Twitter is ok with doxing!

It’s been a while since I last posted anything here, but to be fair, it’s been a while since I had anything I would like to write about. My last post was a rant over Intel because of Spectre/Meltdown vulnerabilities. A lot things happened since then.

I’m back to talk about many things. Today, the important thing, is about how twitter does not enforce their own rules.

Here is the example. Today, a user named @generalissima_ exposed personal data from‘s owner Rob Monster:


Now, what does Twitter’s Rules and Policy have to say about this? This is taken from Twitter’s rules about Private Information:

Twitter Rules: You may not publish or post other people’s private information without their express authorization and permission. Definitions of private information may vary depending on local laws.


Posting someone’s private information online may pose serious safety and security risks for the person whose information is shared. As such, this is considered one of the most serious violations of the Twitter Rules.

When this applies

Some examples of private information include (but may not be limited to) private contact or financial information, such as:

  • credit card information
  • social security or other national identity numbers
  • private residences, personal home addresses, or other locations that are considered private
  • non-public, personal phone numbers
  • non-public, personal email addresses


So, the information posted is the private/home address of Rob. That is disgusting!

What did Twitter had to say about it?

Screenshot 2018-11-06 01.51.02


Guess who does enforce its rules and will ban anyone for doxing? does!

Stop buying Intel!

During 2017, hackers found that the Intel ME – a Minix OS running on ring 0 of CPU, with a web server, its own file system and unlimited access to everything you do in your computer – and showed the world how this could be exploited.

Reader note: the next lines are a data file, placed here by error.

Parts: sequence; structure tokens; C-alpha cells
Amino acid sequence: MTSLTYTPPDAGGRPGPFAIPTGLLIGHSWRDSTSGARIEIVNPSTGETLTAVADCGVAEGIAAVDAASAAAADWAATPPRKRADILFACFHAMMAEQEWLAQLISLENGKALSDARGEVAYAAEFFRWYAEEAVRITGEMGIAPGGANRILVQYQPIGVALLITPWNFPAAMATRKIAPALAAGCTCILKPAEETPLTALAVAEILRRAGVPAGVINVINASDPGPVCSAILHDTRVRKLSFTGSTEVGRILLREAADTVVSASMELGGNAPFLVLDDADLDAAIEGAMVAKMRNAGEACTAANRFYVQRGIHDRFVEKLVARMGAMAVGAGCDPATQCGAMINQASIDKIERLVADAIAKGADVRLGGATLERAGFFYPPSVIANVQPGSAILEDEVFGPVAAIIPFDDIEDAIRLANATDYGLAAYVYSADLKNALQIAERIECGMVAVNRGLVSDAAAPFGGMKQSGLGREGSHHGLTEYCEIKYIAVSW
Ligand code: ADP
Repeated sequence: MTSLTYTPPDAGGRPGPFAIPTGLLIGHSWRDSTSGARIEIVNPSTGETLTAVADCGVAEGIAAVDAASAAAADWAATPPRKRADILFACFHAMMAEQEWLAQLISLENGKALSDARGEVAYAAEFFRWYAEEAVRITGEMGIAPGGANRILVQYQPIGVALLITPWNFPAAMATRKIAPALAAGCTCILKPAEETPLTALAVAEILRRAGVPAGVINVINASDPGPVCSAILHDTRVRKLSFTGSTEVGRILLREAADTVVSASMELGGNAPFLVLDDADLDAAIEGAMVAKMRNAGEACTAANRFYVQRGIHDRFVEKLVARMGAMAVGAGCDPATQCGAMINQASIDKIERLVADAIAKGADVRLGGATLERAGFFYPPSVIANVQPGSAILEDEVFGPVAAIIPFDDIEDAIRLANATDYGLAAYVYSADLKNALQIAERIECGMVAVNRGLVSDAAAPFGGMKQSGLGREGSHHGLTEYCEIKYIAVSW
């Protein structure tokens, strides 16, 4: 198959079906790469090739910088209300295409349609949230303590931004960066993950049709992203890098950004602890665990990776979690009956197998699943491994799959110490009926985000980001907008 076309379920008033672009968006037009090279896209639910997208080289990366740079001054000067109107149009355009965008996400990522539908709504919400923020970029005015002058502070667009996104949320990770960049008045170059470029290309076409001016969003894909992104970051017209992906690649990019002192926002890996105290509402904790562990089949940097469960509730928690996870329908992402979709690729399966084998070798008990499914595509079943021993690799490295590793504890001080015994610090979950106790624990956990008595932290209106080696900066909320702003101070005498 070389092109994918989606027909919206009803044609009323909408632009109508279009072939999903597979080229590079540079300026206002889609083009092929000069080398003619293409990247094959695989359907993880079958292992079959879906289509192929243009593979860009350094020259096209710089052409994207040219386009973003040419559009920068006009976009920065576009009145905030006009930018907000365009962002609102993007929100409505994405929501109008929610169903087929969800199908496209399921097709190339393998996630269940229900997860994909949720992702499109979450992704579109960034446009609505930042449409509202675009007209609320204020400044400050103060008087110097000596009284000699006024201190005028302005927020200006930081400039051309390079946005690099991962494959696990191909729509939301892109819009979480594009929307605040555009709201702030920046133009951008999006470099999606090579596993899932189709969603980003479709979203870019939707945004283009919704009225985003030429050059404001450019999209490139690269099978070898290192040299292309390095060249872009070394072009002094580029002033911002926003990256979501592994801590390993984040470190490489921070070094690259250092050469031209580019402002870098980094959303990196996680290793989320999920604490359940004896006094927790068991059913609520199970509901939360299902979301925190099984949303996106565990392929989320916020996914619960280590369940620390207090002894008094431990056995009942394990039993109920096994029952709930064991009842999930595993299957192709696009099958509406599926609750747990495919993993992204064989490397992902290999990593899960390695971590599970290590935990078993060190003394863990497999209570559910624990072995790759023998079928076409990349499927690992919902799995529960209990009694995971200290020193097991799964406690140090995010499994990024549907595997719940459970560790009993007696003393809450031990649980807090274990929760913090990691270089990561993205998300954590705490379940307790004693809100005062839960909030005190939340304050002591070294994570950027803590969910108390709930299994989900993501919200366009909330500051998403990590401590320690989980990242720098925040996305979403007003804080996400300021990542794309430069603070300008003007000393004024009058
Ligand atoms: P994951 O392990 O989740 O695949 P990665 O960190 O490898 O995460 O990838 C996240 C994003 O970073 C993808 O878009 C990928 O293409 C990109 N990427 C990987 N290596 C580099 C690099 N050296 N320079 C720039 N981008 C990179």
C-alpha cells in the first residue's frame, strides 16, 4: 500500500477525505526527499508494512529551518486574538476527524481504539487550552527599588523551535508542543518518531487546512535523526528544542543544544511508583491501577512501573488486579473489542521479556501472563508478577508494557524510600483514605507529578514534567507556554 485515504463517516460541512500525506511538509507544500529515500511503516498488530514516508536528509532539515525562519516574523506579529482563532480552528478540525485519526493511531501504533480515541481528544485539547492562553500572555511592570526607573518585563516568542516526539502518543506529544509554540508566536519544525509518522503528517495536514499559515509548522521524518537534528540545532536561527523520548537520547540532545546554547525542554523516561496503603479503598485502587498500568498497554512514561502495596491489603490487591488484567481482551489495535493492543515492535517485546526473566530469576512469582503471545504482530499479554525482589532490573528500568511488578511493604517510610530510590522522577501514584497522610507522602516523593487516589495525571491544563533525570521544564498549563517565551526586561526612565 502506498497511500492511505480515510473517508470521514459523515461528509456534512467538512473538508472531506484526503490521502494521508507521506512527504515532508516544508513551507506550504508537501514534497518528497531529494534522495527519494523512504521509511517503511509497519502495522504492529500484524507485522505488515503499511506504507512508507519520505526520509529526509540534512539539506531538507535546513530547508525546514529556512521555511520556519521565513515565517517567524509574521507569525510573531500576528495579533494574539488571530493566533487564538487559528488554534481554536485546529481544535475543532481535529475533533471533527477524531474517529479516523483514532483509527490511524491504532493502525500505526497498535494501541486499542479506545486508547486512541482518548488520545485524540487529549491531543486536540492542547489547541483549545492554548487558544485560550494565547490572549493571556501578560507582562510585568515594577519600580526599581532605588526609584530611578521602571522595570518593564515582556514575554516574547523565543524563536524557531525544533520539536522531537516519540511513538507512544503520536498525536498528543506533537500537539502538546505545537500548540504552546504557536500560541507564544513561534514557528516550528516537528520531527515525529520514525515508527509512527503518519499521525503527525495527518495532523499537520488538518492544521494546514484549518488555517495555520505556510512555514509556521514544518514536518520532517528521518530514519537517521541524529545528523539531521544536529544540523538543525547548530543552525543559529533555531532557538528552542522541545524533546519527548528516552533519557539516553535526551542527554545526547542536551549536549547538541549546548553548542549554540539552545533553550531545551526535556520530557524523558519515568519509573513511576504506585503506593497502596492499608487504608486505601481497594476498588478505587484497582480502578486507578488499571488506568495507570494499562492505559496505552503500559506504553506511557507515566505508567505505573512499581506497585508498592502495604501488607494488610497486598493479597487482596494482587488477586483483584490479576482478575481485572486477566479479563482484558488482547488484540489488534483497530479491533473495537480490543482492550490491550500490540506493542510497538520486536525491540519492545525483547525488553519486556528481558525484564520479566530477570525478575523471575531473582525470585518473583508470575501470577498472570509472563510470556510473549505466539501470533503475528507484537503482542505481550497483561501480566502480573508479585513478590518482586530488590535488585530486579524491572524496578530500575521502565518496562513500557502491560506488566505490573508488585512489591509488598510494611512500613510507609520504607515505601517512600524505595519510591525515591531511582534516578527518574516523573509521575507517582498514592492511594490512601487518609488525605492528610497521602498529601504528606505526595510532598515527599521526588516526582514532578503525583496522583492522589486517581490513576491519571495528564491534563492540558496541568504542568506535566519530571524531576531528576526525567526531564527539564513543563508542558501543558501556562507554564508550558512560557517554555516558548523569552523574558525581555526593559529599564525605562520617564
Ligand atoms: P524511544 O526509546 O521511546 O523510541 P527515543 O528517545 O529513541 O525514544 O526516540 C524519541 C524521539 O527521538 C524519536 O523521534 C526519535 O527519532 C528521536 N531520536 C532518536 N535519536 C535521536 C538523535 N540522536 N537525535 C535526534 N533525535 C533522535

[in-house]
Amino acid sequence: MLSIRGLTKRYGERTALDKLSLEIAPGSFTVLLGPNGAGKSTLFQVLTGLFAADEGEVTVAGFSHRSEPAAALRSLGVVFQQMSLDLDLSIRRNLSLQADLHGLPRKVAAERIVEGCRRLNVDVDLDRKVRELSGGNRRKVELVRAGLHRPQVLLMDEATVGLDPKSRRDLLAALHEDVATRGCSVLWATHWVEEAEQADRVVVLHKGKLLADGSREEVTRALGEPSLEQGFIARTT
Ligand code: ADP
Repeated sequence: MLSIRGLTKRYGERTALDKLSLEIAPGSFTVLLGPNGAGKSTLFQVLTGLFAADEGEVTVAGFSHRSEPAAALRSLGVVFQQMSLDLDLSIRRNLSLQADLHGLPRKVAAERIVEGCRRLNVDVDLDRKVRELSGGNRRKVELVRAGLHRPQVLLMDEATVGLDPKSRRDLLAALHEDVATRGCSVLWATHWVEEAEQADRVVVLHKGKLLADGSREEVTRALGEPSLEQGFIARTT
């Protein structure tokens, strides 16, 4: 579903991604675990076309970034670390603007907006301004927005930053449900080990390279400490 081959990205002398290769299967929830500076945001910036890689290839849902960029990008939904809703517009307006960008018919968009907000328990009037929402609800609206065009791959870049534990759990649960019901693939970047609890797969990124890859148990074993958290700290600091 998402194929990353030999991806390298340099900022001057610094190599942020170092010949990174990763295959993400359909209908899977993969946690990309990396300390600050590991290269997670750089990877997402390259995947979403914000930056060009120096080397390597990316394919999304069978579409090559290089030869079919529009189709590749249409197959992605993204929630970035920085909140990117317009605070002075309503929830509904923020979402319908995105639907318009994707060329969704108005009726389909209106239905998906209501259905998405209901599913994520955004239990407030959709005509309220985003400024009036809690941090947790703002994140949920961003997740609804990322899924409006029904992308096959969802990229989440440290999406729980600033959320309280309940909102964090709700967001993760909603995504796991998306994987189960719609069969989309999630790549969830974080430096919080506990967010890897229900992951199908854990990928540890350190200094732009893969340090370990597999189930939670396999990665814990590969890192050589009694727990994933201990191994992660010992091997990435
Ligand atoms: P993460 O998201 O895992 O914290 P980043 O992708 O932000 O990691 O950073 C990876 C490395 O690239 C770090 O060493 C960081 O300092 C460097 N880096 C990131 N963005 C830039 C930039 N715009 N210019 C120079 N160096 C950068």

Intel just release a fix, which is a merely band-aid for a bleeding-hole. By January 9th they announced the world that they knew, all along, for months, that they found two vulnerabilities that could be exploited and grant access to your data and compromise your computer security. That is Meltdown and Spectre.

I am pretty sure you can find may guides over the internet explaining what they are – but I doubt you will find a better explanation than this 3-minute video from RedHat:

I have no intention to discuss Spectre or Meltdown. There are hundreds if not thousands of people doing this already. I am concerned about what are we doing to repeal Intel and make them pay for their failed product.

First of all, you cannot pay the same price for any product shipped with Intel after January 9th. In fact, I wouldn’t pay the same price for any product shipped with Intel after the first Intel ME exploit known after November, 2017. The product price should be lowered, by at least 40%. That is a little compensation for the performance loss and for buying a product with known failure.

Are companies doing this? Lenovo? Dell? Apple?

Of course not.

It fall to us to stop buying their products. I was dying to buy an XPS13 for me, but I won’t do that until they have an AMD version or Intel release a new product without failure.

That is my advice: boycott Intel and whomever is selling you shitty products. Or would you buy a car, for the same price, after learning that the car would consume 2 times more gas?

How did I get rid of Apple and Google (or almost did)

On December 22th it will complete 1 month that I sold my Apple devices (iPhone and Apple Watch Series2) because I was concerned about my privacy and the fact that Apple had control over my devices and therefore, my data, location and so on.

My only viable option would be going back to Android device, and that means, deal with Google, which is ten thousand times worse than Apple in regards of privacy and control over your phone. So, I decided that if I was going to use an Android phone, it had to do NOTHING with Google, so I would be fine.

My first decision was about the device. I did my shenanigans and end up buying a Samsung Galaxy S7 32GB. For me that device was perfect and fine:

  • Good storage (come on, 32GB);

  • Storage can be expanded by SD card;

  • Battery duration (it can last 1 and ½ day, 3000mAh);

  • It CAN be rooted;

  • There is an AOSP rom for it (Lineage OS).

There are many tutorials on how to “root” your device and install a boot loader (which is required to install a new operating system, or “rom” as everyone calls (even though “ROM” means read only memory).